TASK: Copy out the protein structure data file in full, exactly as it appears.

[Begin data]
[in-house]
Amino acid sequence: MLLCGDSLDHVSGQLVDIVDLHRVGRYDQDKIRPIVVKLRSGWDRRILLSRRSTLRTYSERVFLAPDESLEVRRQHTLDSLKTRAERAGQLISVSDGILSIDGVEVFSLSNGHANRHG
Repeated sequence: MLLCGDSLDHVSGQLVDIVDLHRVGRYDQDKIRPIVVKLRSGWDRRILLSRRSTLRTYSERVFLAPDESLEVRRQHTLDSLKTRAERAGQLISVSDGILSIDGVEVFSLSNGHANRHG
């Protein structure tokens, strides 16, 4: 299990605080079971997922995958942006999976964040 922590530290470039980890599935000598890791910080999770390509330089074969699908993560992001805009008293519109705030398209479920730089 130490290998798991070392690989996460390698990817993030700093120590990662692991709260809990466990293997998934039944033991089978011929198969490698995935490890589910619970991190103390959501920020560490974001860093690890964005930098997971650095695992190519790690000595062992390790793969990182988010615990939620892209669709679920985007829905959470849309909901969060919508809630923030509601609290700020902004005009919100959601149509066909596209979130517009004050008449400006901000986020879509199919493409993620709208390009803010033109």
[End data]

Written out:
[in-house]
Amino acid sequence: MLLCGDSLDHVSGQLVDIVDLHRVGRYDQDKIRPIVVKLRSGWDRRILLSRRSTLRTYSERVFLAPDESLEVRRQHTLDSLKTRAERAGQLISVSDGILSIDGVEVFSLSNGHANRHG
Repeated sequence: MLLCGDSLDHVSGQLVDIVDLHRVGRYDQDKIRPIVVKLRSGWDRRILLSRRSTLRTYSERVFLAPDESLEVRRQHTLDSLKTRAERAGQLISVSDGILSIDGVEVFSLSNGHANRHG
């Protein structure tokens, strides 16, 4: 299990605080079971997922995958942006999976964040 922590530290470039980890599935000598890791910080999770390509330089074969699908993560992001805009008293519109705030398209479920730089 130490290998798991070392690989996460390698990817993030700093120590990662692991709260809990466990293997998934039944033991089978011929198969490698995935490890589910619970991190103390959501920020560490974001860093690890964005930098997971650095695992190519790690000595062992390790793969990182988010615990939620892209669709679920985007829905959470849309909901969060919508809630923030509601609290700020902004005009919100959601149509066909596209979130517009004050008449400006901000986020879509199919493409993620709208390009803010033109």